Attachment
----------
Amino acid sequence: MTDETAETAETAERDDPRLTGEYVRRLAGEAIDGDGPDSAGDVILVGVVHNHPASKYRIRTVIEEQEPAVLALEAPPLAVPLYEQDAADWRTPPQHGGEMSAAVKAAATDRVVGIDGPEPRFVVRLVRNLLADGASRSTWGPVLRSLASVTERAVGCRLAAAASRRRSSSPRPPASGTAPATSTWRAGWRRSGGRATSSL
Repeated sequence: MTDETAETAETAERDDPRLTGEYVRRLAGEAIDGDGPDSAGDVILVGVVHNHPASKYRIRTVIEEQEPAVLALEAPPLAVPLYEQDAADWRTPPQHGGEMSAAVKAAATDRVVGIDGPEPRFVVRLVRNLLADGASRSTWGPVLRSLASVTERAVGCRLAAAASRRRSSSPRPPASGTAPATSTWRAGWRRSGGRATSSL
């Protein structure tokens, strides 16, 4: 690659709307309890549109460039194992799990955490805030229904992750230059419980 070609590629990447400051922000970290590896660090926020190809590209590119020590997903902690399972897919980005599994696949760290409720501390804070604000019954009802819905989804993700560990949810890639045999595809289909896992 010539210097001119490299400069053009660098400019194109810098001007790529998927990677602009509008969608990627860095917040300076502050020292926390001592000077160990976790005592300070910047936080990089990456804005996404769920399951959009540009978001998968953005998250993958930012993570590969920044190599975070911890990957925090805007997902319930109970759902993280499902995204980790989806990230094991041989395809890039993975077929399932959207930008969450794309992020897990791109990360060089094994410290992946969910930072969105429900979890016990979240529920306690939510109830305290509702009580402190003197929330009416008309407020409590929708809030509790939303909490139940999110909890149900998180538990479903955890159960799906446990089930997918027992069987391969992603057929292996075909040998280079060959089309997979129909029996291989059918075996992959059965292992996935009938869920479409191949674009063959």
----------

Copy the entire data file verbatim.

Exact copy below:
Amino acid sequence: MTDETAETAETAERDDPRLTGEYVRRLAGEAIDGDGPDSAGDVILVGVVHNHPASKYRIRTVIEEQEPAVLALEAPPLAVPLYEQDAADWRTPPQHGGEMSAAVKAAATDRVVGIDGPEPRFVVRLVRNLLADGASRSTWGPVLRSLASVTERAVGCRLAAAASRRRSSSPRPPASGTAPATSTWRAGWRRSGGRATSSL
Repeated sequence: MTDETAETAETAERDDPRLTGEYVRRLAGEAIDGDGPDSAGDVILVGVVHNHPASKYRIRTVIEEQEPAVLALEAPPLAVPLYEQDAADWRTPPQHGGEMSAAVKAAATDRVVGIDGPEPRFVVRLVRNLLADGASRSTWGPVLRSLASVTERAVGCRLAAAASRRRSSSPRPPASGTAPATSTWRAGWRRSGGRATSSL
């Protein structure tokens, strides 16, 4: 690659709307309890549109460039194992799990955490805030229904992750230059419980 070609590629990447400051922000970290590896660090926020190809590209590119020590997903902690399972897919980005599994696949760290409720501390804070604000019954009802819905989804993700560990949810890639045999595809289909896992 010539210097001119490299400069053009660098400019194109810098001007790529998927990677602009509008969608990627860095917040300076502050020292926390001592000077160990976790005592300070910047936080990089990456804005996404769920399951959009540009978001998968953005998250993958930012993570590969920044190599975070911890990957925090805007997902319930109970759902993280499902995204980790989806990230094991041989395809890039993975077929399932959207930008969450794309992020897990791109990360060089094994410290992946969910930072969105429900979890016990979240529920306690939510109830305290509702009580402190003197929330009416008309407020409590929708809030509790939303909490139940999110909890149900998180538990479903955890159960799906446990089930997918027992069987391969992603057929292996075909040998280079060959089309997979129909029996291989059918075996992959059965292992996935009938869920479409191949674009063959």